Key nations press Morocco, W. Sahara rebels over deadlock

A group of key countries on Tuesday pressed Morocco and Western Sahara rebels not to block efforts by a United Nations envoy to renew peace talks between the two.

The United States, France, Spain, Britain and Russia all welcomed the announcement that UN envoy Christopher Ross would make a new trip to the region in a bid to revive talks that were suspended last year.

"The Group of Friends on Western Sahara encouraged the parties to show flexibility in their engagement with the personal envoy and each other, in the hopes of ending the current impasse and achieving progress towards a political solution," said a statement released by the five nations.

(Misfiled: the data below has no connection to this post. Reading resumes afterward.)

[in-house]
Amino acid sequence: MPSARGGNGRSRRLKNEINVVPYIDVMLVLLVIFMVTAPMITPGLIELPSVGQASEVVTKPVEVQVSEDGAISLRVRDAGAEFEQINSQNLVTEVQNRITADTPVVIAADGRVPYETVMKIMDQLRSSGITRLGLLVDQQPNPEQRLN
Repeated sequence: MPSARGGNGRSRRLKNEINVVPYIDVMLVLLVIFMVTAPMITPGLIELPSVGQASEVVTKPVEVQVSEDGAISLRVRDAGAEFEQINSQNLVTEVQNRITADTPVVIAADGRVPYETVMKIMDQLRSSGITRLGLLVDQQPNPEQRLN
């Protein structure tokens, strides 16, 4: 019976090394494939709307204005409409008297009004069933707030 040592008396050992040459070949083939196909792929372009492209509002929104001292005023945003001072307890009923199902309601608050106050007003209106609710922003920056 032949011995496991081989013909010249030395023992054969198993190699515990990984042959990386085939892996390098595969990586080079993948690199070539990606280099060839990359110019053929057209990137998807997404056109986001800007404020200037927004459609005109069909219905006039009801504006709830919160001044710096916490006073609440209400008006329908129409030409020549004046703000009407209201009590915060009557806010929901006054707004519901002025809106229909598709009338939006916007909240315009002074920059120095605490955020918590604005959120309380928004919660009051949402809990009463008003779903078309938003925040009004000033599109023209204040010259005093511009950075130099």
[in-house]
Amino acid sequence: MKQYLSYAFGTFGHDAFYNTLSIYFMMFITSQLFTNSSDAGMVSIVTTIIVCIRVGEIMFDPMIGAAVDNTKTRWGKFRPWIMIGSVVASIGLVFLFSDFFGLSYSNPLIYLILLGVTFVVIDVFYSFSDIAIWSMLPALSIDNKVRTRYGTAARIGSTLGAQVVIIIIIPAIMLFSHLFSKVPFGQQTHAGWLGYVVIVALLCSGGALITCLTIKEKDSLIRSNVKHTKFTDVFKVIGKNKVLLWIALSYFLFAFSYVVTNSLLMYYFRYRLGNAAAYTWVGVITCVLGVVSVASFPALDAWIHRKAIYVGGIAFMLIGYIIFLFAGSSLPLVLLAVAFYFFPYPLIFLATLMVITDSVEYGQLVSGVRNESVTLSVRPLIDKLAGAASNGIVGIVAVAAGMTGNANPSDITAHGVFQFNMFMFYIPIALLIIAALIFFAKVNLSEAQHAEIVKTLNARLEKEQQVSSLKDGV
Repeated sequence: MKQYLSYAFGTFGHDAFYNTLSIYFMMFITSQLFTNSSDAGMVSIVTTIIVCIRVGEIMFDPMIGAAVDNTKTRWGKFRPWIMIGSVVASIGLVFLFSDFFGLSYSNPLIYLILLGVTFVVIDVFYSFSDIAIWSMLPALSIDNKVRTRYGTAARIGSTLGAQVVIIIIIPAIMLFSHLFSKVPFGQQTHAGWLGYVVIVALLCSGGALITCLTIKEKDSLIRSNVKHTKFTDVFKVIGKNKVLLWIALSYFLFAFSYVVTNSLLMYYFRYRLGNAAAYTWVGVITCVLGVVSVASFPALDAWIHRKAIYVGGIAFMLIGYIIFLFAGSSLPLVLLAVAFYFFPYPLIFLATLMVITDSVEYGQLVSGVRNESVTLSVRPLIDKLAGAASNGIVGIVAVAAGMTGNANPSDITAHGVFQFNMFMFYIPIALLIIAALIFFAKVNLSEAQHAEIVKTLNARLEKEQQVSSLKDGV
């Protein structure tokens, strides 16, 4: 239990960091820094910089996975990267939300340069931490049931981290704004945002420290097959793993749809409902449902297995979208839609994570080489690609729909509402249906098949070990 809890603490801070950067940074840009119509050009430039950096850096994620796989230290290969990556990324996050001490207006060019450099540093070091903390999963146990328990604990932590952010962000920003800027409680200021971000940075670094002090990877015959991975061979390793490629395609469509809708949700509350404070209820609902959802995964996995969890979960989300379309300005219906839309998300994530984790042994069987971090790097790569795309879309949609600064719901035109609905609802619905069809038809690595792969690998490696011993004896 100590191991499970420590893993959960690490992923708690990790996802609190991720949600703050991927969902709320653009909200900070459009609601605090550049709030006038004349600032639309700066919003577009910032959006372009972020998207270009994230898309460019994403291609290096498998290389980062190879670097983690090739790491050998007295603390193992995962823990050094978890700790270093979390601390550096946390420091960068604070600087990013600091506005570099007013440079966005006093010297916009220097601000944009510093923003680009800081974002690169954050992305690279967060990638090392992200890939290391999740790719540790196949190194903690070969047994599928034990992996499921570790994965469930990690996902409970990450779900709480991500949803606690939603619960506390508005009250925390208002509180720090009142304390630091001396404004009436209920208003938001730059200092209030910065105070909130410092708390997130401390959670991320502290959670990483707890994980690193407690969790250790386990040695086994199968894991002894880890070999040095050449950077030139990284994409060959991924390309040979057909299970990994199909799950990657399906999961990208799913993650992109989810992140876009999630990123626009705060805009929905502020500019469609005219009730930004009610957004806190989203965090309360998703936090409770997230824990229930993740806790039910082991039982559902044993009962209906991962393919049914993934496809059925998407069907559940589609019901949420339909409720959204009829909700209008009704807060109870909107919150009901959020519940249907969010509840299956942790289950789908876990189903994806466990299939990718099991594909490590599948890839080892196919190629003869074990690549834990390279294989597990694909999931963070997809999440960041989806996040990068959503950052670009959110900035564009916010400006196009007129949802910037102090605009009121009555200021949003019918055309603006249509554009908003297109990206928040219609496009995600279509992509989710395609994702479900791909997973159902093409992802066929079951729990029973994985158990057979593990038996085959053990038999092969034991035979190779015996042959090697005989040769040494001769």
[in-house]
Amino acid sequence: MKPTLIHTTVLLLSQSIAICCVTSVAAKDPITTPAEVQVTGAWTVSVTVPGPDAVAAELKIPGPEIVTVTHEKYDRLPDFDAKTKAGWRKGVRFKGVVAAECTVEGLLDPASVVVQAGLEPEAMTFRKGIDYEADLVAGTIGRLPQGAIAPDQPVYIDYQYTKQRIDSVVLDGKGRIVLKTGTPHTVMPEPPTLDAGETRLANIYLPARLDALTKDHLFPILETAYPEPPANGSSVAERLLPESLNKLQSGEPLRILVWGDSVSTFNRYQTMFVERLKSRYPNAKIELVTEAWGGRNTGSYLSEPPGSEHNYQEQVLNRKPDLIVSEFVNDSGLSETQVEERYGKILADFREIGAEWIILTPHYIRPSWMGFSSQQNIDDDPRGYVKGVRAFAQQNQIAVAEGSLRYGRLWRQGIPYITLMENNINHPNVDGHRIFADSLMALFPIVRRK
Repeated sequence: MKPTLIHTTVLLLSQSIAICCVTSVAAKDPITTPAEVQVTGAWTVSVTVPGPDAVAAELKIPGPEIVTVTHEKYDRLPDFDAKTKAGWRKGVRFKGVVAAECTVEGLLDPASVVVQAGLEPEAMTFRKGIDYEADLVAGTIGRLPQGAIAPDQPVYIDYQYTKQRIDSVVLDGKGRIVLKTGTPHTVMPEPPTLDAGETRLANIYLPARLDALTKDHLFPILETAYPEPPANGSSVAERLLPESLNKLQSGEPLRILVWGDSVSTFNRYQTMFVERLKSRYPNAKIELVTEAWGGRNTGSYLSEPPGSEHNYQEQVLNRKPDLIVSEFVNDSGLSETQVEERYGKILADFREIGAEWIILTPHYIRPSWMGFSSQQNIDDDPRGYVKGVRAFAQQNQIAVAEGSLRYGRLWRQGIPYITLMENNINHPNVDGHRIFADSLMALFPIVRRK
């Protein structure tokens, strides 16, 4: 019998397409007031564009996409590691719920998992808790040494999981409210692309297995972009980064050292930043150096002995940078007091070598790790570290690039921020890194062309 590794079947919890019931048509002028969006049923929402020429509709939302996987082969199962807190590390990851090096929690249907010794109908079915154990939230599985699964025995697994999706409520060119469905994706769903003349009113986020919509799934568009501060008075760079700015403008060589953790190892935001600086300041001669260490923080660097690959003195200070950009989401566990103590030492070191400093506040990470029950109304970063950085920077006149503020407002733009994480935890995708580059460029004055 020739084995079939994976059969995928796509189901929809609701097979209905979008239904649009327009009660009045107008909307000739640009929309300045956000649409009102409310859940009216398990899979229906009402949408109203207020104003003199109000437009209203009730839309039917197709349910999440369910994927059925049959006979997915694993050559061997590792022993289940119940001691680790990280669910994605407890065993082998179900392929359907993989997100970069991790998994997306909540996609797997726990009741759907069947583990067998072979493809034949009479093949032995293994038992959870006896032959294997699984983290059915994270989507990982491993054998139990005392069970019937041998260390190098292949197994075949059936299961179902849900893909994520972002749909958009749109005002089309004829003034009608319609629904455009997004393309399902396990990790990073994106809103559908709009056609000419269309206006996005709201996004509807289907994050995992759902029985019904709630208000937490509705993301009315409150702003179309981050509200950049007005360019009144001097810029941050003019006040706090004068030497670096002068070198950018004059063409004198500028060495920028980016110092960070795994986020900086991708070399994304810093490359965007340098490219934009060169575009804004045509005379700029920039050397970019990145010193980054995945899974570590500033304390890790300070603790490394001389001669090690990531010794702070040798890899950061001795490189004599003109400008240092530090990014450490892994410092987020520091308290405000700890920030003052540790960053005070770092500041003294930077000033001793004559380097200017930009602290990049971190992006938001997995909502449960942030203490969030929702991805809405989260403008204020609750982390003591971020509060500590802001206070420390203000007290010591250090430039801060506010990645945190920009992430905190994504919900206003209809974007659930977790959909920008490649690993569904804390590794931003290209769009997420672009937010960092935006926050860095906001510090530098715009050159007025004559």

Ross will visit Morocco, the disputed Western Sahara territory, Algeria and Mauritania between Wednesday and April 3.

"The current conflict in Mali and the heightened risks of instability and insecurity in the Sahel and beyond make a solution to the Western Sahara conflict more urgent than ever," a UN spokesman, Eduardo del Buey, said in announcing the trip.

Morocco and Western Sahara separatists, the Polisario Front, have held several rounds of UN-hosted informal talks on the territory. But Ross halted these last year with both sides refusing to make concessions.

Morocco started to occupy Western Sahara in 1975 after Spain's withdrawal. The UN brokered a ceasefire in the Polisario Front's guerrilla war in 1991. While the Front demands a self-determination referendum, Morocco is only prepared to allow greater autonomy for the phosphate-rich territory.

Morocco said last year it no longer had confidence in Ross but has since agreed to hold talks with the US diplomat.